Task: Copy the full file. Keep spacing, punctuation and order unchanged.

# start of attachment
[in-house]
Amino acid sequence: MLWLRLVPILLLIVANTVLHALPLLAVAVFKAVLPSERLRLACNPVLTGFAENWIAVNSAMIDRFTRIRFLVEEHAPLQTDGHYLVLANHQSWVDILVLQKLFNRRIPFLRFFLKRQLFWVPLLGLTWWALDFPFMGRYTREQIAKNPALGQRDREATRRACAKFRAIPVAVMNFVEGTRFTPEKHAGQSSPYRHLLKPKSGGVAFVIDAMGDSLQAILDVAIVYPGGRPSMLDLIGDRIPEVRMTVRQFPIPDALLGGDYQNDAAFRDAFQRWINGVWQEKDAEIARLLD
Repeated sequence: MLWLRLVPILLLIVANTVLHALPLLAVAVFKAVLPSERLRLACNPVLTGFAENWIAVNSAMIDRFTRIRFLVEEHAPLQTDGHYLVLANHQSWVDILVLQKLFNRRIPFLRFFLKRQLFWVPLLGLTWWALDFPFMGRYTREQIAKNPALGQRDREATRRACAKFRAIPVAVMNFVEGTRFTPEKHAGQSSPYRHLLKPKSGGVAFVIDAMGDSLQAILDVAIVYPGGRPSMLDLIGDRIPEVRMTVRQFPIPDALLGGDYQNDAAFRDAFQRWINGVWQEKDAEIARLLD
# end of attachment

[in-house]
Amino acid sequence: MLWLRLVPILLLIVANTVLHALPLLAVAVFKAVLPSERLRLACNPVLTGFAENWIAVNSAMIDRFTRIRFLVEEHAPLQTDGHYLVLANHQSWVDILVLQKLFNRRIPFLRFFLKRQLFWVPLLGLTWWALDFPFMGRYTREQIAKNPALGQRDREATRRACAKFRAIPVAVMNFVEGTRFTPEKHAGQSSPYRHLLKPKSGGVAFVIDAMGDSLQAILDVAIVYPGGRPSMLDLIGDRIPEVRMTVRQFPIPDALLGGDYQNDAAFRDAFQRWINGVWQEKDAEIARLLD
Repeated sequence: MLWLRLVPILLLIVANTVLHALPLLAVAVFKAVLPSERLRLACNPVLTGFAENWIAVNSAMIDRFTRIRFLVEEHAPLQTDGHYLVLANHQSWVDILVLQKLFNRRIPFLRFFLKRQLFWVPLLGLTWWALDFPFMGRYTREQIAKNPALGQRDREATRRACAKFRAIPVAVMNFVEGTRFTPEKHAGQSSPYRHLLKPKSGGVAFVIDAMGDSLQAILDVAIVYPGGRPSMLDLIGDRIPEVRMTVRQFPIPDALLGGDYQNDAAFRDAFQRWINGVWQEKDAEIARLLD